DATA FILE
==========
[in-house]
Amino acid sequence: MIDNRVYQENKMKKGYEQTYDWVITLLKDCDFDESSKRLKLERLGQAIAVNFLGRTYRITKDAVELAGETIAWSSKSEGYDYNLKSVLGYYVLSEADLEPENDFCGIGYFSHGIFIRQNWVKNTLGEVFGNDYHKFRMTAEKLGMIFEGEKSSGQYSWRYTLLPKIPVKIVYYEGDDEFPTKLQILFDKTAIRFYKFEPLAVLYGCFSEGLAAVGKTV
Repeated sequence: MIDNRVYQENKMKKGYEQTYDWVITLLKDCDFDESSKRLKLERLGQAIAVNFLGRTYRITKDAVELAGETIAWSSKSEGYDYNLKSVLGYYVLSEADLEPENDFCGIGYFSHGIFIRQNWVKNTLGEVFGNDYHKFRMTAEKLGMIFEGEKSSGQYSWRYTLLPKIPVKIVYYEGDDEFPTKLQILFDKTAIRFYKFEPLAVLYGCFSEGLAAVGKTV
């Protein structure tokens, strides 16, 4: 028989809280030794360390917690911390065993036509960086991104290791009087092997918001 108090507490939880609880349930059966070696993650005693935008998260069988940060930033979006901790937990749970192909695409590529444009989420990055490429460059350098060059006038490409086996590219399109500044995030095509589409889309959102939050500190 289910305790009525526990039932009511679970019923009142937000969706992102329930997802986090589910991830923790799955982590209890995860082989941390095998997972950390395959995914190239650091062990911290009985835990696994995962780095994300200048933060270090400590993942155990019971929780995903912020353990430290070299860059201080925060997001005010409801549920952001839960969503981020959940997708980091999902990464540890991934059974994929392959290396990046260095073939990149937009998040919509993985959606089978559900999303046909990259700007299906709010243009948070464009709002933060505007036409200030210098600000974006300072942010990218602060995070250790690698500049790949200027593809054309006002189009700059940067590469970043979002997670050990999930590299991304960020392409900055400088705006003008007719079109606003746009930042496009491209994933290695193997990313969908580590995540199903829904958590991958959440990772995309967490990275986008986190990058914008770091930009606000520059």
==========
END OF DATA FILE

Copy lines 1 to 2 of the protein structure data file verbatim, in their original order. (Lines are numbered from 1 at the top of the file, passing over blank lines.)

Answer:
[in-house]
Amino acid sequence: MIDNRVYQENKMKKGYEQTYDWVITLLKDCDFDESSKRLKLERLGQAIAVNFLGRTYRITKDAVELAGETIAWSSKSEGYDYNLKSVLGYYVLSEADLEPENDFCGIGYFSHGIFIRQNWVKNTLGEVFGNDYHKFRMTAEKLGMIFEGEKSSGQYSWRYTLLPKIPVKIVYYEGDDEFPTKLQILFDKTAIRFYKFEPLAVLYGCFSEGLAAVGKTV